By DOUG NURSE The Atlanta Journal-Constitution Published on: 08/26/07
It's only been nine months since Johns Creek and Milton became functioning cities, but it's election time again.
Monday morning begins the qualifying period for the two new municipalities — and four of the five other cities in north Fulton and Forsyth counties. The chance to be on the ballot in Johns Creek and Milton closes Friday. Elections are set for Nov. 6.
Winners of this year's election will be the first in the two young cities to earn full four-year terms.
The legislative framers of Johns Creek and Milton wanted to stagger the terms on the city councils to avoid clean sweeps and create more stability. So half of the first elected city council members are serving less than a year before standing for re-election. The balance of the city council seats will be up for election in 2009. The seats are nonpartisan.
To qualify to be on the ballot requires a fee, usually a small percentage of the annual salary of the post sought, and the candidate must meet rules for residency and age.
Both cities have asked Fulton County to run their 2007 elections so the system will be the same as in the past, although a few polling places may have changed. For more information, call the Fulton County Office of Registration and Elections at 404-730-4000 or visit ww2.co.fulton.ga.us.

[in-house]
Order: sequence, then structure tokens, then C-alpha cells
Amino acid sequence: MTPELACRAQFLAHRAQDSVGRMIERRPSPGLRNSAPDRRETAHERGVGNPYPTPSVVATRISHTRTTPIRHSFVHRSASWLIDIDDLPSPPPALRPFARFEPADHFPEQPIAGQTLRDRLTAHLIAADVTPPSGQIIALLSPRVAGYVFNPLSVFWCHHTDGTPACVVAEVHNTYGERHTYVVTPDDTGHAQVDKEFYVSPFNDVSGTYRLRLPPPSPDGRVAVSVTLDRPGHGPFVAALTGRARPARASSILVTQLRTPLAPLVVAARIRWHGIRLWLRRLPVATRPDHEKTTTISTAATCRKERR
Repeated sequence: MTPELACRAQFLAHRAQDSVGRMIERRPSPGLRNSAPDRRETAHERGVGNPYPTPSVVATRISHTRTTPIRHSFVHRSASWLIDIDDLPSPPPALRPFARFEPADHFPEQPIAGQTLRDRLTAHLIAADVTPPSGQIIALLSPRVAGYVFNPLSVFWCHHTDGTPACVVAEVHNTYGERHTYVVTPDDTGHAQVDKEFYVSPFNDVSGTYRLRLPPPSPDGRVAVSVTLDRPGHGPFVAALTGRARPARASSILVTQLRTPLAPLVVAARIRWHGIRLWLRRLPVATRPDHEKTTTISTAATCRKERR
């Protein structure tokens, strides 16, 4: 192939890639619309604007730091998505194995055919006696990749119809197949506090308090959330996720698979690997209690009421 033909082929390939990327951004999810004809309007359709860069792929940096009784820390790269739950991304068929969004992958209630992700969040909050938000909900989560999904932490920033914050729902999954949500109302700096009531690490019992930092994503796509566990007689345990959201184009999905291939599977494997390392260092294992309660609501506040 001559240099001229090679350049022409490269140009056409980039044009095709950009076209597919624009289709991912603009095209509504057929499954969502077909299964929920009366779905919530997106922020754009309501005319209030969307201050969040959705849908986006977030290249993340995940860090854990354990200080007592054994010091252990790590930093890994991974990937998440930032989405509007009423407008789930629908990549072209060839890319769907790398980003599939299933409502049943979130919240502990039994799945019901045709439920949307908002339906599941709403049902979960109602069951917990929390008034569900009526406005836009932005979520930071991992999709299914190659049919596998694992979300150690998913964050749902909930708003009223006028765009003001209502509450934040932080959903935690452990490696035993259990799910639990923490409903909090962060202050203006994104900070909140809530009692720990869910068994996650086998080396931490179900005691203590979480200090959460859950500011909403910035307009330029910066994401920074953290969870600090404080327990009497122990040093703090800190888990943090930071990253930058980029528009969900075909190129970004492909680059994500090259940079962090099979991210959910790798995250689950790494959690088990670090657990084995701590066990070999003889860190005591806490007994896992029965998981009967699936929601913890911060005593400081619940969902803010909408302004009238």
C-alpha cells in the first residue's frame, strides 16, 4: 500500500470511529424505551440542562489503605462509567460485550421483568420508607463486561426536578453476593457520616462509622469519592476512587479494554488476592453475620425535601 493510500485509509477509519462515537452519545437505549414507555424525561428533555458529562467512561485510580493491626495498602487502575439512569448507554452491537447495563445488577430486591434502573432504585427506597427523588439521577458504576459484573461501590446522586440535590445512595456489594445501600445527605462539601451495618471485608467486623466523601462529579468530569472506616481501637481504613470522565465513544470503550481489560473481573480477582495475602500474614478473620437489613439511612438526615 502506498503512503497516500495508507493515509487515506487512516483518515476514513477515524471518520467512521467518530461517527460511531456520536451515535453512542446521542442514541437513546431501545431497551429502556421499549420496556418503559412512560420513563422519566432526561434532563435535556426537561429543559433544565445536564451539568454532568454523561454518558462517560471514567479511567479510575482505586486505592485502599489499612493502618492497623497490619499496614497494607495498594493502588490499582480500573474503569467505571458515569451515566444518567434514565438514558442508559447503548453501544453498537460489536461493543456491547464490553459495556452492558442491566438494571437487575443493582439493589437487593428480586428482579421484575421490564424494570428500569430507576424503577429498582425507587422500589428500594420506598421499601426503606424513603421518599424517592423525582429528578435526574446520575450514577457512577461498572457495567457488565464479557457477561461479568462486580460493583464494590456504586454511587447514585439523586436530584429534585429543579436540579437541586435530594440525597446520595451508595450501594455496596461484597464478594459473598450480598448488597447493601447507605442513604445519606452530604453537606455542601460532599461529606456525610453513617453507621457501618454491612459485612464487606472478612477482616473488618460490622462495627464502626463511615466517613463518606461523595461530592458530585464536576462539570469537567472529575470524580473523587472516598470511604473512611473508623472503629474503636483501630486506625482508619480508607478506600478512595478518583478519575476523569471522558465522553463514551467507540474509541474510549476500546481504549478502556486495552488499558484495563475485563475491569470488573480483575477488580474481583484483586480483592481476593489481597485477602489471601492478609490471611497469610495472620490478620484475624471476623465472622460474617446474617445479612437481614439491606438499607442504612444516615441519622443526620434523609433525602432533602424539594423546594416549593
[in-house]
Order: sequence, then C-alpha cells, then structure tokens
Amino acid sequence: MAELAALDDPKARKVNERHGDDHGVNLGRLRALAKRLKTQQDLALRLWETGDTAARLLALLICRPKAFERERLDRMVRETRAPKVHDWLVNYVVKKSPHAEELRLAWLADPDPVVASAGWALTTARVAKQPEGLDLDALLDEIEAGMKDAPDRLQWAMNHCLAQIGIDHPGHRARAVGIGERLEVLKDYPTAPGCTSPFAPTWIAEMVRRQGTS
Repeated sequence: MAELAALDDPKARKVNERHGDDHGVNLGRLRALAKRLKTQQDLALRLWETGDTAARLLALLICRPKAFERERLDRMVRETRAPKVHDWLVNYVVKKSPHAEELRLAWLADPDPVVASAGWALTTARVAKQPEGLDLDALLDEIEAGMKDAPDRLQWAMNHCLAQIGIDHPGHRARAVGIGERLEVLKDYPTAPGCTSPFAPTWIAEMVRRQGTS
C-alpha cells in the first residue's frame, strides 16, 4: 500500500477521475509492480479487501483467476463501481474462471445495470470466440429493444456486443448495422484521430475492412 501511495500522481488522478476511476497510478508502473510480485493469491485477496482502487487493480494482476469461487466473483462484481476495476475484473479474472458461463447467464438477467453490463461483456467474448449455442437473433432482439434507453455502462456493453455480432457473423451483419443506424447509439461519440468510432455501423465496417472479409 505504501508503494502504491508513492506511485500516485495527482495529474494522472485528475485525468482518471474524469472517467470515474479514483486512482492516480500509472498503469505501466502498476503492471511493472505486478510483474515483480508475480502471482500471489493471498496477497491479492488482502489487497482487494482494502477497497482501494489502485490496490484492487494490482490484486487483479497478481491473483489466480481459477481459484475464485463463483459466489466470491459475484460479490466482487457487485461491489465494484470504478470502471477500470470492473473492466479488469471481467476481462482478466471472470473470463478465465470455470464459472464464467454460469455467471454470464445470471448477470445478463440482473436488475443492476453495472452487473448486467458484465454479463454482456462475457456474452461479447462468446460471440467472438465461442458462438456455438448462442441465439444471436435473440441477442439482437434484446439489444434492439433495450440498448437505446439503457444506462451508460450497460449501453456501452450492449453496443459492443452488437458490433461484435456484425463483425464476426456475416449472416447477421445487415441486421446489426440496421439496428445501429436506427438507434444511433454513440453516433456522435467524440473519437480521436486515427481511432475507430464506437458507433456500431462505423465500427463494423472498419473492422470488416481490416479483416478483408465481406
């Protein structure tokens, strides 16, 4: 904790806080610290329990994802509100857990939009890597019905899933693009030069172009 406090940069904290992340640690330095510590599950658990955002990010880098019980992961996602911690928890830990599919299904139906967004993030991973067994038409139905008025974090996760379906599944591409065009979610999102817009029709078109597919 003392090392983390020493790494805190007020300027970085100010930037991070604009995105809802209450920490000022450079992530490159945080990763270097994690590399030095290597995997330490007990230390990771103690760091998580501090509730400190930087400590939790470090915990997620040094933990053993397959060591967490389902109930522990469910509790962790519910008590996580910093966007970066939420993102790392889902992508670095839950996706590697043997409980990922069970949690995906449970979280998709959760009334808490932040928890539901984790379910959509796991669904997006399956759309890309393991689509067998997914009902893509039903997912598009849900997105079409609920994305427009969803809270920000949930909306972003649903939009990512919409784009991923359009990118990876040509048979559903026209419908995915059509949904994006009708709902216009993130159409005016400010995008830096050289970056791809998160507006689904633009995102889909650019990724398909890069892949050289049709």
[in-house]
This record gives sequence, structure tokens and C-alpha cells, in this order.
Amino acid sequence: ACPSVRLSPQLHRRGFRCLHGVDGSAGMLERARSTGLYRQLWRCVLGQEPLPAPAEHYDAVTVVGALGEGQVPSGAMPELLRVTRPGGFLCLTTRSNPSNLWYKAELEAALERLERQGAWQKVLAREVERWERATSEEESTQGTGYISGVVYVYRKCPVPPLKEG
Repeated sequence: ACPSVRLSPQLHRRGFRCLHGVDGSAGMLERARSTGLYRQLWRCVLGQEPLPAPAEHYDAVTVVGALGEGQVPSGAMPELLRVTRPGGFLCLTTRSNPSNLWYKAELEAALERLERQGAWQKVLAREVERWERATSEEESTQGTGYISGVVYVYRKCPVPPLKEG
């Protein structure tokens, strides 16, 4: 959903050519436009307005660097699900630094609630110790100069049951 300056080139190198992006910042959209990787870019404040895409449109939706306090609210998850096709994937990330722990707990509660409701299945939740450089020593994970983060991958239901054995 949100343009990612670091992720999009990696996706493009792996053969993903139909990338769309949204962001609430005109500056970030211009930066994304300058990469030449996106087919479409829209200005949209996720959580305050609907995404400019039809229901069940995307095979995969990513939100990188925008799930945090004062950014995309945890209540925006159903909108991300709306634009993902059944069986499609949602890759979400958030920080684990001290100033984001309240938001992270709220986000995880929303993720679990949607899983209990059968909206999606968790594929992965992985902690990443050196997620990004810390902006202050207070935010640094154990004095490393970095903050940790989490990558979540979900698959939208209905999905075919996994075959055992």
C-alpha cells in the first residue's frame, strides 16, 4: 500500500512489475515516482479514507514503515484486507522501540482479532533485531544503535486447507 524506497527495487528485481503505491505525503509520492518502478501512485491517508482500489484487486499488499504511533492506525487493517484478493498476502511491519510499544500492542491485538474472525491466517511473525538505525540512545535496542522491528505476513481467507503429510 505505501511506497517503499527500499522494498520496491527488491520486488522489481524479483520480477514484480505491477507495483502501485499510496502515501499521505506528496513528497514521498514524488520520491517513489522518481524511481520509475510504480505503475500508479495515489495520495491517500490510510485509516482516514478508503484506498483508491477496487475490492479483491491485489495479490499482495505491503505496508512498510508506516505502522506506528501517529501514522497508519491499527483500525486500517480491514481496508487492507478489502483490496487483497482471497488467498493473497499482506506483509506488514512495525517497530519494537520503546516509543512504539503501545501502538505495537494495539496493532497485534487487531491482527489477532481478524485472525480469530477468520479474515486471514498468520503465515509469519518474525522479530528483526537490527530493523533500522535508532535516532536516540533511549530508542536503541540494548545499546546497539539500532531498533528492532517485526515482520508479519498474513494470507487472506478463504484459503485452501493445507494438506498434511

Oct. 9 is the cut-off date for registering to vote in the November elections. Voter registration forms are available at many public facilities, such as city halls, Fulton County offices, and libraries.
Other cities in north Fulton County are conducting elections as well.
Alpharetta has three seats plus the mayor's office up for a vote. Qualifying there runs Monday through Wednesday.
All five city council seats and the mayor's job in Cumming are up for re-election.
Mayor Henry Ford Gravitt and Councilmen Quincy Holton, Lewis Ledbetter and Rupert Sexton have all been at the helm of city government for the past 40 years. Councilmember Ralph Perry joined them in 1979, and Councilman John Pugh is the relative newcomer. He's been on the council since 1993, according to the city's Web site.
Qualifying runs Monday through Friday.
Roswell expects a competitive election season, with three City Council posts up for grabs. Already, six people have indicated they plan to run.
The defining issue is expected to be Roswell East, a $2 billion housing and retail development planned for the intersection of Holcomb Bridge Road and Ga. 400.
The development plan has yet to be submitted to the city, but developer Charlie Brown plans to move ahead shortly.
Tiny Mountain Park also will have a lively election this year. The 500-resident city is governed by a city council of seven members, and a mayor. Three positions will open, as will the slot for mayor.
Sandy Springs does not have an election this year.
Staff writers Mary MacDonald and Nancy Badertscher contributed